It's no secret that we are in the midst of a solar shakeout right now. Solyndra, Evergreen Solar, Solar Millennium, and Solon have already closed up shop, and a number of small competitors are on the ropes right now.

So how can you avoid making the mistake of buying into the next solar failure? Here are a few tips.

Don't buy into "cool" technology
Last year when I said anything bad about Energy Conversion Devices, readers would question my sanity, as you can see here or here. Now the stock is trading for $0.30 and the company seems destined for the trash heap.

The reason is simple: Energy Conversion Devices made "cool" technology that wasn't cost-effective. The company's solar shingles never caught on and its thin film product was very inefficient. With traditional polycrystalline modules falling in price, the flaws in that investment thesis became gaping holes by the end of the year.

The same can be said for Solyndra, which made modules out of CIGS that looked really cool when they were shown on TV. We all know how that ended up.

Don't buy a bad balance sheet
Chinese manufacturers have built themselves on short-term borrowings from Chinese banks. That poses all kinds of risks including the possibility that funding will be pulled out from under them, a risk I don't want to take. LDK Solar (NYSE: LDK) and Suntech Power (NYSE: STP) are two of the biggest borrowers, and this leaves their balance sheet highly leveraged.

Keep a close eye on where a company gets its funding from -- and the less debt it has, the better.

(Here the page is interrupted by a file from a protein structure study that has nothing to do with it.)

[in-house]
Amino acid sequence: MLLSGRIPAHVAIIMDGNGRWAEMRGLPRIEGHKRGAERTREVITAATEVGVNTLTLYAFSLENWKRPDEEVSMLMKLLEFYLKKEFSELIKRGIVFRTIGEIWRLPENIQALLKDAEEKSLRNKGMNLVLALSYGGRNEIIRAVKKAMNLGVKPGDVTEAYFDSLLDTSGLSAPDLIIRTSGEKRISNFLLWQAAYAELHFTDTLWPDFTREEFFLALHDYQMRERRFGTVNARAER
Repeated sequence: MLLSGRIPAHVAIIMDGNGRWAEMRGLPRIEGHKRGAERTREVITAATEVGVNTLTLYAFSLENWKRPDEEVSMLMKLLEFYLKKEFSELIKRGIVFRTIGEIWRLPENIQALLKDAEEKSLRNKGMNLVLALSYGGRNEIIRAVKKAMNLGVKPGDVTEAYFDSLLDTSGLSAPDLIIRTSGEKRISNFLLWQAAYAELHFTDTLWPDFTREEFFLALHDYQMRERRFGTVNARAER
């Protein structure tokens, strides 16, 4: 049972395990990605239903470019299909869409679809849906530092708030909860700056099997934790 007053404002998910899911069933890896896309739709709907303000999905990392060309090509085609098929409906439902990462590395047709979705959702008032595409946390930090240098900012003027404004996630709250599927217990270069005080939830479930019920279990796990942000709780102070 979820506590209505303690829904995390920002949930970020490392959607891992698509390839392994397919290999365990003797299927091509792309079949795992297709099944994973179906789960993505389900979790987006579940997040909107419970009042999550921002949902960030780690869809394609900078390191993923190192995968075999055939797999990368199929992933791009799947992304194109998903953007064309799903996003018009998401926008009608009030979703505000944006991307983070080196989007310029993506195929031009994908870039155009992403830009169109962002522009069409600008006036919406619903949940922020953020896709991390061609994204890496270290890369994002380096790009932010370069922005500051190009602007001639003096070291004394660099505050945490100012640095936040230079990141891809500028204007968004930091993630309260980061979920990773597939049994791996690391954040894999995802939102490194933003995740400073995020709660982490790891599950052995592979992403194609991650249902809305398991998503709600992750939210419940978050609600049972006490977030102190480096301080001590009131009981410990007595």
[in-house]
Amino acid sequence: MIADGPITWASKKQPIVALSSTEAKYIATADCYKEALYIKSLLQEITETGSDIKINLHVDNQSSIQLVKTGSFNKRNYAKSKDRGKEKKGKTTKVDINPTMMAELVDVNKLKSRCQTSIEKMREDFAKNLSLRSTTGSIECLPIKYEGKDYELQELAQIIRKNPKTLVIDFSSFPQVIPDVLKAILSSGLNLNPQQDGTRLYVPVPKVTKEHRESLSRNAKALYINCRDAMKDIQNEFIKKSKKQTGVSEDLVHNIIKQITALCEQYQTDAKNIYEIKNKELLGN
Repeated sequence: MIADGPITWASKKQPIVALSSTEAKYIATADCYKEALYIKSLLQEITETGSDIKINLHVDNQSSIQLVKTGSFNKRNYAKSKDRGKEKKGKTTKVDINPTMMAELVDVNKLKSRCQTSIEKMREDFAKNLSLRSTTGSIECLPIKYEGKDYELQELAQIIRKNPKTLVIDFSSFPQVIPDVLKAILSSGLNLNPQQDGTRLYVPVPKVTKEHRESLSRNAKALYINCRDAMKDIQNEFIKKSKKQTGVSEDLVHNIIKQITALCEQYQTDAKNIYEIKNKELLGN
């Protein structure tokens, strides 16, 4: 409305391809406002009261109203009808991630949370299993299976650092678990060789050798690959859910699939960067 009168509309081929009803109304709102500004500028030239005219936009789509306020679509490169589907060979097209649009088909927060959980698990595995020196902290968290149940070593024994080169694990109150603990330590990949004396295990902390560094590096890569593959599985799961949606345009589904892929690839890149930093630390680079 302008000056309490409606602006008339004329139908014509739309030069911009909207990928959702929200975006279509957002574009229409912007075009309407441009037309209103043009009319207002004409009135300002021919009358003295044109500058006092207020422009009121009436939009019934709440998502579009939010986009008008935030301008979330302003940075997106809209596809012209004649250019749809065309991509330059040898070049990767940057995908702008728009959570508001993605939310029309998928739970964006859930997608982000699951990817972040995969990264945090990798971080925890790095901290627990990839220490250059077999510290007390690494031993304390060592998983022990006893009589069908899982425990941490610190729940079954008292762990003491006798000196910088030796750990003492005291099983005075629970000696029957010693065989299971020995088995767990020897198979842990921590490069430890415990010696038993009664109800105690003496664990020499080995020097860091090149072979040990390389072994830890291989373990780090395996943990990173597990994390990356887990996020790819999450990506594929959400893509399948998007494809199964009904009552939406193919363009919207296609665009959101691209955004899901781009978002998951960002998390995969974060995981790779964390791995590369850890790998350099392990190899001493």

Have a backup plan
Many manufacturers are counting on someone else for demand. Suppliers like LDK Solar and Renesola (NYSE: SOL), for instance, count on other manufacturers for demand for polysilicon and solar cells. As manufacturers vertically integrate and supply outpaces demand, they're left holding the bag if demand falls short.

On the other hand, First Solar (Nasdaq: FSLR) and SunPower (Nasdaq: SPWR) are not only vertically integrated in manufacturing, they own power-plant development units that provide a backstop when times are tough.

That backup plan is key for companies in tough times.

Buy proven technology and a big balance sheet
I own two solar stocks, First Solar and SunPower, because both produce proven technology, have a competitive advantage in both cost and efficiency, and have strong balance sheets. SunPower even has a multinational oil company, Total, backing it for when times get rough.

If you follow my advice above and don't fall in love with "cool" technology, stay away from bad balance sheets, and always have a backup plan, solar can be a great investment in coming years as weak competitors fall from the race.

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This article represents the opinion of the writer, who may disagree with the “official” recommendation position of a Motley Fool premium advisory service. We’re motley! Questioning an investing thesis -- even one of our own -- helps us all think critically about investing and make decisions that help us become smarter, happier, and richer.